Reflective Kurelja ready to lead CSIU
As featured in The Milton Standard Journal
By Kevin Mertz The Standard-Journal
Dr. John Kurelja is now serving as the Executive Director of the Central Susquehanna Intermediate Unit (CSIU). Photo by Kevin Mertz
MILTON — As he sat in the office at the Central Susquehanna Intermediate Unit (CSIU) on his first day serving as the organization's executive director, Dr. John Kurelja had a bit of a mist in his eyes as he looked at an old photo of himself with Kenny Garabadian.
Kurelja joined CSIU five years ago as the organization's chief academic officer, after serving six years as the Warrior Run School District's superintendent.
He was named CSIU assistant executive director two years ago, and on Thursday formally became the organization's executive director. He replaces Dr. Kevin Singer, who has retired.
Kurelja was quick to pull out the photo of himself with Garabadian when asked why he decided to enter the education field.
From left, Dr. John Kurelja with Kenny Garabadian, the man who inspired him to enter the education field. Photo by Kevin Mertz
"He believed in me," Kurelja said, of Garabadian. "He saw more in me than I ever saw in myself.
"Because of what he saw in me... I was going to do my best to live up to it."
Garabadian, who has since passed away, was Kurelja's elementary school wrestling coach while he was growing up in New Jersey.
"I didn't come from a lot," Kurelja said. "I was the youngest of 10 kids. My dad passed away when I was 3."
With his mother working long hours to make ends meet, Garabadian came into Kurelja's life at a time in which he needed a mentor.
"He was that father figure I was craving," Kurelja said. "He just believed in me... I can pay it forward."
Kurelja moved from New Jersey to Bloomsburg in 1997. Prior to accepting the superintendent in the Warrior Run School District, Kurelja worked in the Bloomsburg School District, and for 10 years in the Central Columbia School District.
At Central Columbia, he served as a middle school principal and academic coordinator.
Believing in the CSIU's mission, Kurelja felt the timing was right to join the organization five years ago.
"This was an opportunity to make a difference on a little bigger scale," he said.
Kurelja will be working with CSIU stakeholders, including board members and superintendents from area school districts served by the organization, to craft a forward-moving plan.
"I've always believed it's a mistake for someone who is new to a position to say 'I'm going to do this,'" he said. "My first step is to create an entry plan."
Those served by the organization will be given a survey asking the CSIU's strengths and weaknesses. From those survey results, Kurelja will craft his entry plan to help guide the future of CSIU.
He praised the organization for its role in working with area school districts throughout the COVID-19 pandemic.
Regionally, Kurelja said students spent more time in the classroom than the national average throughout the pandemic.
"I was impressed by the work of superintendents and administrators to keep schools open," he said.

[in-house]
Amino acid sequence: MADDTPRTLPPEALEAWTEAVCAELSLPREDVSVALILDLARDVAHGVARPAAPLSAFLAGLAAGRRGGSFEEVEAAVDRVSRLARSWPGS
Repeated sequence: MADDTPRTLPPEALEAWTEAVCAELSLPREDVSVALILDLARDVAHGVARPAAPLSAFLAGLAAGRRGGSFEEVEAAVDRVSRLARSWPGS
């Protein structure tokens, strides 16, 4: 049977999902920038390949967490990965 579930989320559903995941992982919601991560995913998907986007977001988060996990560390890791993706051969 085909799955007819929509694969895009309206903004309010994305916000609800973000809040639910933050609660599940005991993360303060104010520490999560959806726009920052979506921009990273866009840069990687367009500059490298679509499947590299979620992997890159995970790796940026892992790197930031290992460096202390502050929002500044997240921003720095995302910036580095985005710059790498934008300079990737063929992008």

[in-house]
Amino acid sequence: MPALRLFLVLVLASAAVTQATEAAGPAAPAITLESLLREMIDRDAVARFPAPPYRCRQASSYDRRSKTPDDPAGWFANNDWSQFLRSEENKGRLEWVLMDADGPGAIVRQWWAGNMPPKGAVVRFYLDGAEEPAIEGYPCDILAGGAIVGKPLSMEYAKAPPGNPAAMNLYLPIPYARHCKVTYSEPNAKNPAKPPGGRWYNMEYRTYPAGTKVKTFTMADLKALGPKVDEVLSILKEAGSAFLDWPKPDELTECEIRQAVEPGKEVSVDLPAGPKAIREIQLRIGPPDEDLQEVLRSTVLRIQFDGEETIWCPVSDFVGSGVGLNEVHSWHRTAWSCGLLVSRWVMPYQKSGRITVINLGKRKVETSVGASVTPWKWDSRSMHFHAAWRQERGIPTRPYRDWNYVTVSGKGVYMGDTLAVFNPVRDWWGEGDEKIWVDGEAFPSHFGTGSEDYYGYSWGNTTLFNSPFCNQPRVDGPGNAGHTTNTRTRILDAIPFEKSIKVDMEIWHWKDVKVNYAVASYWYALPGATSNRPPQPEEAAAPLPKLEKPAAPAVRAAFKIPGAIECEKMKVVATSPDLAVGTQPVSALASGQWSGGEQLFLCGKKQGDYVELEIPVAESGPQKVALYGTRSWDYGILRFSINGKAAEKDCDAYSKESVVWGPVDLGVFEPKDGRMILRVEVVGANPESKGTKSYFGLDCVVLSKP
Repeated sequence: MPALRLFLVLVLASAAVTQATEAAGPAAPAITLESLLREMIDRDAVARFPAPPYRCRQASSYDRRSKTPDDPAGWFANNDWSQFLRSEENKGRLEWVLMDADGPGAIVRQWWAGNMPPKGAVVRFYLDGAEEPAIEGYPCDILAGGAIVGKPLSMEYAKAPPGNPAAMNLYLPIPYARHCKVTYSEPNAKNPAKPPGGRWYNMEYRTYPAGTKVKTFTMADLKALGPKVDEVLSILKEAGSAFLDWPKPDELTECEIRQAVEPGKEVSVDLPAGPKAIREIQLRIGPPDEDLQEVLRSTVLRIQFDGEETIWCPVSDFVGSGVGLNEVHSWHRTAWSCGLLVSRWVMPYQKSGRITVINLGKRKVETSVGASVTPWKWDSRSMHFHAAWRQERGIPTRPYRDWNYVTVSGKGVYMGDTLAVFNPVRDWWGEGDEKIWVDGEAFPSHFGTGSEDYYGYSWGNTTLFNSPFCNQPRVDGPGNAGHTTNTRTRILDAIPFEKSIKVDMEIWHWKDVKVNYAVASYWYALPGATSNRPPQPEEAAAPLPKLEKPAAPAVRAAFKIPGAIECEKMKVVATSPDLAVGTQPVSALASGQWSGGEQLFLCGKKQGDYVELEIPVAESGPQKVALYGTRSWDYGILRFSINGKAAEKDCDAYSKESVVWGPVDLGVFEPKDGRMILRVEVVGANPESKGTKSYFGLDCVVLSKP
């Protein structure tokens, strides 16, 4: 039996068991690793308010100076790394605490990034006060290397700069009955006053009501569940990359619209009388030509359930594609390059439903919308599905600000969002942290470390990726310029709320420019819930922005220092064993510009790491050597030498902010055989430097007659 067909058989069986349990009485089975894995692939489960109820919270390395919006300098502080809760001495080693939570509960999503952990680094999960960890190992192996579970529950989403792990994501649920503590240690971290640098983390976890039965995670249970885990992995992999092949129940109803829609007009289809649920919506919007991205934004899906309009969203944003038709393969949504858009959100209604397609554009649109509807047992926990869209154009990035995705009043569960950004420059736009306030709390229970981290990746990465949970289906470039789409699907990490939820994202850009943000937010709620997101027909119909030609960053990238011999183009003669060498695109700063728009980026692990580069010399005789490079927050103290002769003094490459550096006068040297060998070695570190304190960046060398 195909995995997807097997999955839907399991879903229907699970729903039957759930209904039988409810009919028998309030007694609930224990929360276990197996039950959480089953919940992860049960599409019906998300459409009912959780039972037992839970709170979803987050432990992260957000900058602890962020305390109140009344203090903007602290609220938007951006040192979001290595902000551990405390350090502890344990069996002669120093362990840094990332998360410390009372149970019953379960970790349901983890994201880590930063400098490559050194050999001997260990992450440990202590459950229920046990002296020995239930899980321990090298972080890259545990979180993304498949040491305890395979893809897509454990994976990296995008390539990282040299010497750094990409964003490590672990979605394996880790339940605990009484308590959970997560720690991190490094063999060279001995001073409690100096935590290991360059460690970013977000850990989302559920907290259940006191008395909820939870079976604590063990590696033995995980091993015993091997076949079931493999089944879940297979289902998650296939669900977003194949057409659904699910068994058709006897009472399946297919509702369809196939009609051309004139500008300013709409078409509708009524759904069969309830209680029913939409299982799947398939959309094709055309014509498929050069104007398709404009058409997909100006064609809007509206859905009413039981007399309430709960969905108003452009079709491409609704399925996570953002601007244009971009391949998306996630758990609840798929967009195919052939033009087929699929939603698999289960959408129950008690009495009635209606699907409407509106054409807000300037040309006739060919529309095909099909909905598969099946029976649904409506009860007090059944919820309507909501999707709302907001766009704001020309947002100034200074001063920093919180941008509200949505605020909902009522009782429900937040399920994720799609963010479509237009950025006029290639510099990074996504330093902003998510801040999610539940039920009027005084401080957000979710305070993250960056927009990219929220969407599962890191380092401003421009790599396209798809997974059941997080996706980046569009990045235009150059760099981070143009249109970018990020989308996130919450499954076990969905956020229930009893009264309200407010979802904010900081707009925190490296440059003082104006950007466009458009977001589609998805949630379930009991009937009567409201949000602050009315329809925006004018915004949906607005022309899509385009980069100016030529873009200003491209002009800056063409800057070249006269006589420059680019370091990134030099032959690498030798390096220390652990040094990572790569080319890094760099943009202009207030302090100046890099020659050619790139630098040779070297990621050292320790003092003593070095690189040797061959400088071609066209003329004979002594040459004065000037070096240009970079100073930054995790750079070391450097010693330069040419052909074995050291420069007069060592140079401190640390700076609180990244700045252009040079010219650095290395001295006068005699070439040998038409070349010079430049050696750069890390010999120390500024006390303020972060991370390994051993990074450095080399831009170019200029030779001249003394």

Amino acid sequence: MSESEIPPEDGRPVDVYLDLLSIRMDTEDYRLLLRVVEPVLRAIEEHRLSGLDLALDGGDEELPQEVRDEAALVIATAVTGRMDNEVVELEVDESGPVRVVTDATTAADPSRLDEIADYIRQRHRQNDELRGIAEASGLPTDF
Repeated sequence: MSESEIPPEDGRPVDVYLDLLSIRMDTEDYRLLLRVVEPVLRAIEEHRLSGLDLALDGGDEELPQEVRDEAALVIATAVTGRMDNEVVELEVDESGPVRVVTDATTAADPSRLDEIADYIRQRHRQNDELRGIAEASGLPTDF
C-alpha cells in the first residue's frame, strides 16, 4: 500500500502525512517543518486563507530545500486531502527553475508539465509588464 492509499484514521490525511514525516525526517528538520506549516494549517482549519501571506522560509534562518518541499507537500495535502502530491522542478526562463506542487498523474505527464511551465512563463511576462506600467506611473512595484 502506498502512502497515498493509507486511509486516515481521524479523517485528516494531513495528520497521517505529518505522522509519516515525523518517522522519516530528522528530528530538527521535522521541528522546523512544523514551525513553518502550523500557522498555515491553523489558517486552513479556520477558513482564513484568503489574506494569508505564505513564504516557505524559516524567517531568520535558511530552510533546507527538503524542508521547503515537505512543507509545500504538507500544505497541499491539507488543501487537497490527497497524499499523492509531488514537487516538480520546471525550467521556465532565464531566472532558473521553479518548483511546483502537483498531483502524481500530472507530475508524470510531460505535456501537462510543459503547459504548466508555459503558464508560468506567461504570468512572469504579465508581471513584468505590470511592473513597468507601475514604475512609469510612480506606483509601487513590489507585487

At the onset of the pandemic, Kurelja said CSIU facilitated daily Zoom meetings among area superintendents.
He noted that a number of superintendents with less than two years of experience serving in their positions were employed throughout the area when the pandemic broke.
"I knew it was going to be vital to work together," Kurelja said. "I am so proud of them, with how they worked together."
In addition to facilitating meetings among superintendents, and regularly keeping districts updated on pandemic information from the states, Kurelja said CSIU also facilitated opportunities for area educators to receive the COVID-19 vaccination.
He believes CSIU, and education in general, must carry forward lessons learned throughout the pandemic.
"Our region, the state, the country, the world, has experienced significant loss," Kurelja said. "We are going to be better and stronger as an organization on the other side of the pandemic.
"Many parents felt more connected with the schools," he continued. "Teachers went above and beyond to reach out to families. We used technology in ways we never felt was possible."
Kurelja stressed that using the lessons learned throughout the pandemic "does not mean virtual learning."
"There are a multitude of ways we can personalize learning," he said.
Kurelja lauded area school districts for being prepared for the mandated switch to virtual learning at the onset of the pandemic as many had already provided laptops and other devices to each student to use.
"The hindrances we saw were in broadband accessibility," Kurelja said.
He noted CSIU will continue to advocate for broadband access for all.
According to Kurelja, CSIU is celebrating its 50th anniversary this year.
"Our organization, which is different than other (intermediate units), doesn't tax the local (school) districts that we serve," he said.
Rather, districts can opt to purchase various services from the intermediate unit. The organization also facilitates numerous educational opportunities throughout the region.
"I love that and I want to grow that in any way possible," Kurelja said.
He said CSIU has 600 full-time and around 200 part-time employees.
Kurelja said the organization can impact individuals from all walks of life.
For example, he said CSIU offers programs which a pregnant, single mother could enter to help her find a career and to provide future educational opportunities for the child.
Kurelja said he could provide dozens of examples of individuals whose lives have changed for the better as they were served by various programs offered by CSIU.
"Those things happen because of the quality of people that work here," he said. "They make me want to be better."